Poker Strategy With Jonathan Little: Getting Value With An Overpair In A Multi-Way Pot

Poker Strategy With Jonathan Little: Getting Value With An Overpair In A Multi-Way Pot

If you want to increase your poker skills and learn to crush the games, check out Jonathan Little’s elite training site at

Today I would like to share with you a hand I played in a $3,000 buy-in event during last year’s WSOP.

With blinds of 100-200, I raised to 500 out of my 20,000 stack from early position with pocket jacks. A tight, aggressive kid, who was down to 5,000 chips due to recently losing a big pot with K-K to Q-Q all-in preflop, called from middle position, and a loose, splashy player with 20,000 called from the big blind.

The flop came 10Diamond Suit 5Spade Suit 2Heart Suit and the big blind checked.

While you should be very inclined to check when out of position in multi-way pots, it is fine to bet with your hands that are almost certainly best but vulnerable to being outdrawn, like your worst overpairs.

Many players bet large in this situation hoping to ensure they do not get outdrawn, but a much better play is to bet on the smaller side, roughly 700 into the 1,600 pot, in order to keep your opponents in with a wide range of junky hands that you crush.

Notice that if the opponents fold hands like 5-4, they are correctly folding to the large bet, meaning they are playing well. By making a smaller bet that can be reasonably called by numerous inferior hands, I extract value and allow my opponents to make errors. Remember, you want to induce your opponents to play poorly.

I bet 700 into the 1,600 pot. Only the tight, aggressive kid on the short stack called.
The turn was the 8Club Suit.

It is vitally important that you pay attention to the effective stack size when determining how much to bet, which is currently 3,775 with the pot being 3,075. In this situation, I want to size my bet such that I can go all-in on the river for less than the size of the pot while at the same time not making my opponent feel “obviously committed” on the turn.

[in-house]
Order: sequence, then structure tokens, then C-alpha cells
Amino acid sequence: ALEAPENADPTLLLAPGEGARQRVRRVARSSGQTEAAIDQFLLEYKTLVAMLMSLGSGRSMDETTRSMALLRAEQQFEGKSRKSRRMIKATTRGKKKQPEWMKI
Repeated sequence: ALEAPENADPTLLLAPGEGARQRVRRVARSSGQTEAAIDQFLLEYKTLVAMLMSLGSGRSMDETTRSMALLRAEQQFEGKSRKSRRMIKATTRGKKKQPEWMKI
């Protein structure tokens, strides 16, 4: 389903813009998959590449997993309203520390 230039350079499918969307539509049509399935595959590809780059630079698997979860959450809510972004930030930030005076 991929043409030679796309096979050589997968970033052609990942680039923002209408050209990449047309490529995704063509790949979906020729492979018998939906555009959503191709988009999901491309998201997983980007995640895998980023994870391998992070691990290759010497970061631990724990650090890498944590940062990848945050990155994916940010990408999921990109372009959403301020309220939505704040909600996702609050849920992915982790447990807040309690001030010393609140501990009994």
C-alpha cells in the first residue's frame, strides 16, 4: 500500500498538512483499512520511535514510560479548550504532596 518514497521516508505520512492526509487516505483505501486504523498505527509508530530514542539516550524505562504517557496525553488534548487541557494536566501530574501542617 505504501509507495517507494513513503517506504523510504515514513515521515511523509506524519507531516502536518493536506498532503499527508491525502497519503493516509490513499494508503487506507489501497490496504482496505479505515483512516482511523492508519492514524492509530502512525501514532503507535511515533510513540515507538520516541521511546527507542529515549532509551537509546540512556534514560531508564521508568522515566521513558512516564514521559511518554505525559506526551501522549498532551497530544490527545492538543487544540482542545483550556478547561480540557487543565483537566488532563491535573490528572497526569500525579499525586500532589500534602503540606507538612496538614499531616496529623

If I bet 2,300 into the 3,075 pot, my opponent would only have 1,475 remaining in his stack going to the river. This would likely induce him to fold many hands that I crush on the turn, meaning I am not getting value.

If I bet 600 into the 3,075 pot, my opponent would have 3,175 in his stack going to the river with a 4,275 pot. While that is a nice stack-to-pot ratio going to the river, my opponent’s turn call would be profitable with almost any two cards, even if he is drawing thin, due to his amazing pot odds. If I bet 600 on the turn, he would only need to win 14% of the time to profitably call.

Instead, I bet 1,100 out of my opponent’s 3,775 stack into the 3,075 pot and my opponent called.

The river was the 9Diamond Suit.

Now I decided to go all-in for my opponent’s entire 2,675 stack into the 5,275 pot, thinking he would call with many made hands that I beat.

Looking back at this hand, I do not like my river bet. I lose to all slowplayed hands as well as pocket eights and stubborn pocket nines. My opponent may not call an all-in with bluff catchers like Q-10, thinking I must have a better hand to value bet on all three streets. It is also quite difficult for me to come up with many hands that I beat except A-10, K-10, Q-10, and J-10 (which I block).

While I do not love either of my options on the river, I think checking, hoping my opponent either turns a hand like A-Q or 7-7 into a bluff or value bets thinly with a hand like Q-10, is ideal.

After about four minutes of thought, my opponent folded what was presumably one of the marginal bluff catchers I was hoping to get value from. ♠

Jonathan Little is a two-time WPT champion with more than $7 million in live tournament earnings, best-selling author of 15 educational poker books, and 2019 GPI Poker Personality of the Year. If you want to increase your poker skills and learn to crush the games, check out his training site at